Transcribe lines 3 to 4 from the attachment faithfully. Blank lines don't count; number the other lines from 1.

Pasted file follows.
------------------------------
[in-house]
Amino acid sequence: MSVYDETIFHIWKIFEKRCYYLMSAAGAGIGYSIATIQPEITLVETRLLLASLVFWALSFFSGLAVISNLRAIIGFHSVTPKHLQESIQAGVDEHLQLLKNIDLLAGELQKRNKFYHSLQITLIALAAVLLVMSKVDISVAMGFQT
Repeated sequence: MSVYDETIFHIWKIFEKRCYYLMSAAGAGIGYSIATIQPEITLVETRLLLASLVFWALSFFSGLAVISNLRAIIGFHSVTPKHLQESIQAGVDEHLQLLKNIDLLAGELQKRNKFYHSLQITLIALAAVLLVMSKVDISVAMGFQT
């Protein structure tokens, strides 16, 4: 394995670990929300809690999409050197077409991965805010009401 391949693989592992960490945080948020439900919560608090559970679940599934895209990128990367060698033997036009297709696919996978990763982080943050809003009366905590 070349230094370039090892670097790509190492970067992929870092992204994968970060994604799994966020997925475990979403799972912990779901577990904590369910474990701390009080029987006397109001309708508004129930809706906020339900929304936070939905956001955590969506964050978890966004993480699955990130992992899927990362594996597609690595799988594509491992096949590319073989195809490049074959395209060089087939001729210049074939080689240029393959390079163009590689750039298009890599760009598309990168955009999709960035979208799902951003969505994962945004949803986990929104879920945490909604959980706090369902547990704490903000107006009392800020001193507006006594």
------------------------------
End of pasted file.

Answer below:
Repeated sequence: MSVYDETIFHIWKIFEKRCYYLMSAAGAGIGYSIATIQPEITLVETRLLLASLVFWALSFFSGLAVISNLRAIIGFHSVTPKHLQESIQAGVDEHLQLLKNIDLLAGELQKRNKFYHSLQITLIALAAVLLVMSKVDISVAMGFQT
């Protein structure tokens, strides 16, 4: 394995670990929300809690999409050197077409991965805010009401 391949693989592992960490945080948020439900919560608090559970679940599934895209990128990367060698033997036009297709696919996978990763982080943050809003009366905590 070349230094370039090892670097790509190492970067992929870092992204994968970060994604799994966020997925475990979403799972912990779901577990904590369910474990701390009080029987006397109001309708508004129930809706906020339900929304936070939905956001955590969506964050978890966004993480699955990130992992899927990362594996597609690595799988594509491992096949590319073989195809490049074959395209060089087939001729210049074939080689240029393959390079163009590689750039298009890599760009598309990168955009999709960035979208799902951003969505994962945004949803986990929104879920945490909604959980706090369902547990704490903000107006009392800020001193507006006594």